Samar explains that one of the most poignant moments his team has experienced during the distribution was when a group of children in the shelter asked repeatedly for food.
“They said, ‘We are very hungry and need to eat some food because since yesterday we have not eaten anything yet!’”.
Although families residing in the city’s shelters are currently supposed to be being served hot meals provided by kitchens set up by local partners, Samar said food distribution remained patchy and uneven. Tsoleir Kasparian, a Caritas worker from Al-Hasakah, added:
“The most disturbing thing to me was the look of hungry children at the shelter.”
Also, poor hygienic conditions prevail in some shelters. Caritas is giving each family a hygiene basket with basic items to cover their hygiene needs for 15 days. Tsoleir says: “We have provided hygiene kits for 200 displaced families that included the following items: bucket, bowl, mop, tissue box, soaps, washing powder, shampoos for both women and children, sanitary pads, toothbrushes and toothpastes.”
Caritas distributes water and hygiene kit in Al-Hasakah. Photo by Caritas Hasakah
Families have lost everything
She points out that many of the families are missing members. “A significant percentage of families consist of women and children only, as their men are absent,” she says. “Some of these men are killed, others stayed back home.”
She adds that children make up about half of the numbers of these displaced people, including a percentage of pregnant women, with some of them have given birth in the shelters.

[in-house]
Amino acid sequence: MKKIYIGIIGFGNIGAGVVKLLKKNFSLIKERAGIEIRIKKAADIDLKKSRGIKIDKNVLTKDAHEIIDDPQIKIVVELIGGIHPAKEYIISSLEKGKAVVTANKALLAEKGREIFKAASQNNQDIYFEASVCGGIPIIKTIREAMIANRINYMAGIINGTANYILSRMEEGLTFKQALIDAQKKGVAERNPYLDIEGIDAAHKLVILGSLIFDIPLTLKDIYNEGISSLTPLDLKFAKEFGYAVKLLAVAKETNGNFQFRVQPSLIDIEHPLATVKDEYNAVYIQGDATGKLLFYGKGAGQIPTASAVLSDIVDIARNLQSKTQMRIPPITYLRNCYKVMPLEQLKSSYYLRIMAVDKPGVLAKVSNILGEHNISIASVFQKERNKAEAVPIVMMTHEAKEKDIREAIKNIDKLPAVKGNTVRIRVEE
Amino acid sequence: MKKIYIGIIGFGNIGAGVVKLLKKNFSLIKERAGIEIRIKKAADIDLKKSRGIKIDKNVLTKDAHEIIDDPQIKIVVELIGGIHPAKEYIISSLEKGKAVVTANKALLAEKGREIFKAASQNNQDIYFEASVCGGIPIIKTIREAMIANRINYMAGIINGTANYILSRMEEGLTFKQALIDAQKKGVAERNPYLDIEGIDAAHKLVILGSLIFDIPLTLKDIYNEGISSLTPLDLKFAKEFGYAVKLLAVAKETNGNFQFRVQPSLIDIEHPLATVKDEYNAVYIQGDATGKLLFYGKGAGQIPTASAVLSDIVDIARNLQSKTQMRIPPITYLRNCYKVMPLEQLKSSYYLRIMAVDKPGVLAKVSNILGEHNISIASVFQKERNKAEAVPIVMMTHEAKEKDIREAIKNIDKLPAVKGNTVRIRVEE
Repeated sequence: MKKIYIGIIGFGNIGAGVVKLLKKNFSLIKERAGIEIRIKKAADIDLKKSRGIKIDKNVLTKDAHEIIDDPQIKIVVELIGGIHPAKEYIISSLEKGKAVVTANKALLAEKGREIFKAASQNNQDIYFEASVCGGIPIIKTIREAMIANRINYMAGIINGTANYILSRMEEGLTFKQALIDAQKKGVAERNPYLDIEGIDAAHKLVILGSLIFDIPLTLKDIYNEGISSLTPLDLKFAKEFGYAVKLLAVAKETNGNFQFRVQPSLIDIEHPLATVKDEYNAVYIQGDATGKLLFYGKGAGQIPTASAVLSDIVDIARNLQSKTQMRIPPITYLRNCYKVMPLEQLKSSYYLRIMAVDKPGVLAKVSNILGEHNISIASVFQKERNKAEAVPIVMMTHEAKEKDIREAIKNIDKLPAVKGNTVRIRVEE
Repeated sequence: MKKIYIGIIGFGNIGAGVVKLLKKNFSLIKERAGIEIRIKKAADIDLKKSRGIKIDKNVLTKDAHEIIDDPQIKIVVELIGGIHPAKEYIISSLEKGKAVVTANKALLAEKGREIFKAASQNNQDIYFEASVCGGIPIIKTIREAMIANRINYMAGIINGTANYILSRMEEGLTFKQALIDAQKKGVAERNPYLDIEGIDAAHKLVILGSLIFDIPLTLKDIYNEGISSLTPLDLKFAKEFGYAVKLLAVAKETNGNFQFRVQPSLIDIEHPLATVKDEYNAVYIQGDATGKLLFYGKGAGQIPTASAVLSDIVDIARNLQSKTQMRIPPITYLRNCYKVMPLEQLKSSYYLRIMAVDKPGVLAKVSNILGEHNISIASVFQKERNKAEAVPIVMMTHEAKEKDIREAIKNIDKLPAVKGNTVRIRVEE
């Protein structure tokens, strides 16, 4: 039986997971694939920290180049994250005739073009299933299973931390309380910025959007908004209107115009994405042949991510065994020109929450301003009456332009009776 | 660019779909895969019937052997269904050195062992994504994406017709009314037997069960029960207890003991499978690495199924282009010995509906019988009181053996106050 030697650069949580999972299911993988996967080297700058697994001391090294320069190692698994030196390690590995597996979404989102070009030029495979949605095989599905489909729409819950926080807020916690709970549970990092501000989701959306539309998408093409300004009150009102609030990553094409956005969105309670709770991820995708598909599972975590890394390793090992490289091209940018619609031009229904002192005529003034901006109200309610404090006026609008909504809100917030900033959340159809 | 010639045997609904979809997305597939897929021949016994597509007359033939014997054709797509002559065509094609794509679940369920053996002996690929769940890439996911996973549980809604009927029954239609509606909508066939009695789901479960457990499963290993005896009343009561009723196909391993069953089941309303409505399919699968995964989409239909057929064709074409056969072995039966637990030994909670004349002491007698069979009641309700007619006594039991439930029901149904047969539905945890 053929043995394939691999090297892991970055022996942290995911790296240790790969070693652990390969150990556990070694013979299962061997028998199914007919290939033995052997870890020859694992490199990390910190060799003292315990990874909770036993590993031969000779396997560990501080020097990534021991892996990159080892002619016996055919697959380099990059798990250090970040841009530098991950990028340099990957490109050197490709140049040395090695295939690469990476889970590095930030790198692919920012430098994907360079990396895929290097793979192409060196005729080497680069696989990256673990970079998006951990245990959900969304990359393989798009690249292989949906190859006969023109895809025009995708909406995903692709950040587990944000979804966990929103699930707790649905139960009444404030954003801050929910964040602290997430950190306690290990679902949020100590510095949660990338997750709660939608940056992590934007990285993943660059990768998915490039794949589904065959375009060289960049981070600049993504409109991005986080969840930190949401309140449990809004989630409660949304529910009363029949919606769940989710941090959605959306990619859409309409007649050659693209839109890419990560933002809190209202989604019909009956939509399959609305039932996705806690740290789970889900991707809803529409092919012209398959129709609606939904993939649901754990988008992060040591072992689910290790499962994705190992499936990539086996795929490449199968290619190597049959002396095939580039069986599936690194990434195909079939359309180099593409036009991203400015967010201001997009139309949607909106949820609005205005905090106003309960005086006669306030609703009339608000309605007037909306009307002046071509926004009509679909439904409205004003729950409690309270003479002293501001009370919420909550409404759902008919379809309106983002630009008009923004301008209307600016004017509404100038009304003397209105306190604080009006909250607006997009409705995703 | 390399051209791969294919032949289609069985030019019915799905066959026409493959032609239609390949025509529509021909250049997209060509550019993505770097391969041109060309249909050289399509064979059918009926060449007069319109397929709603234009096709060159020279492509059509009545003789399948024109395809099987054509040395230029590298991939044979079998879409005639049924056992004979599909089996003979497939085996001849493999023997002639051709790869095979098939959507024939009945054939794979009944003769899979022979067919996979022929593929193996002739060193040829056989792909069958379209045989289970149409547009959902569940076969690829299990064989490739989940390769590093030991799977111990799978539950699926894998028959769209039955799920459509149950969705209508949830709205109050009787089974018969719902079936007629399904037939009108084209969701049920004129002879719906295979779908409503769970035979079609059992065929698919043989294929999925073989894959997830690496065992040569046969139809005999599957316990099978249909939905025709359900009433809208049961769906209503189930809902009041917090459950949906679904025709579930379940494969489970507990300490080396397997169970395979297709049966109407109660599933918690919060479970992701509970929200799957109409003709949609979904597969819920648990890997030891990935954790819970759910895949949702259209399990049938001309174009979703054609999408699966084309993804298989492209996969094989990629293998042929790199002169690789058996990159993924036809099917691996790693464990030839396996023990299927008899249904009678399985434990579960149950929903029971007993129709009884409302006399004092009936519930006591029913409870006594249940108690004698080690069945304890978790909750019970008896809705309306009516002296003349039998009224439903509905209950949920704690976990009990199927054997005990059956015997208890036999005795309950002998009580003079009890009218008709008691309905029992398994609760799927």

Tsoleir says that people are reluctant to give their names or have their photograph taken. “That is because some of these families had a good financial situation before the military operation, but now it has wrecked their lives for good, they have lost their homes and all of their belongings, they have lost everything,” she adds.
The destruction of people’s lives was underscored by one girl, in the ninth grade, who asked “whether we could offer her books to study from, as she is losing time staying away from her school,” says Tsoleir.
More needs over the coming weeks
More needs in the coming winter months for displaced families in Al-Hasakah. Photo by Caritas Hasakah
Samar points out that another challenge is poor security. “When we were at a shelter late at night, there was gunfire in the neighborhoods adjacent to the shelter and for a moment, we felt the same fear and insecurity as the people at the centre,” he said.
Markets and shops are still functioning normally, with basic items such as food and hygiene items still available, but Caritas expects that prices for basic items will rise during the coming days. Also, with winter approaching, Caritas is planning to distribute mattresses, winter clothes and kitchen items to the five shelters.
“In Al-Hasakah Caritas is tirelessly continuing to serve residents in the five shelters we are looking after,” said Caritas Hasakah director, Edmone Mallous.
“We expect that their needs will increase over the coming weeks and we want to be there to help alleviate the latest painful episode in Syria’s tragic war”.
How you can help displaced families in Al-Hasakah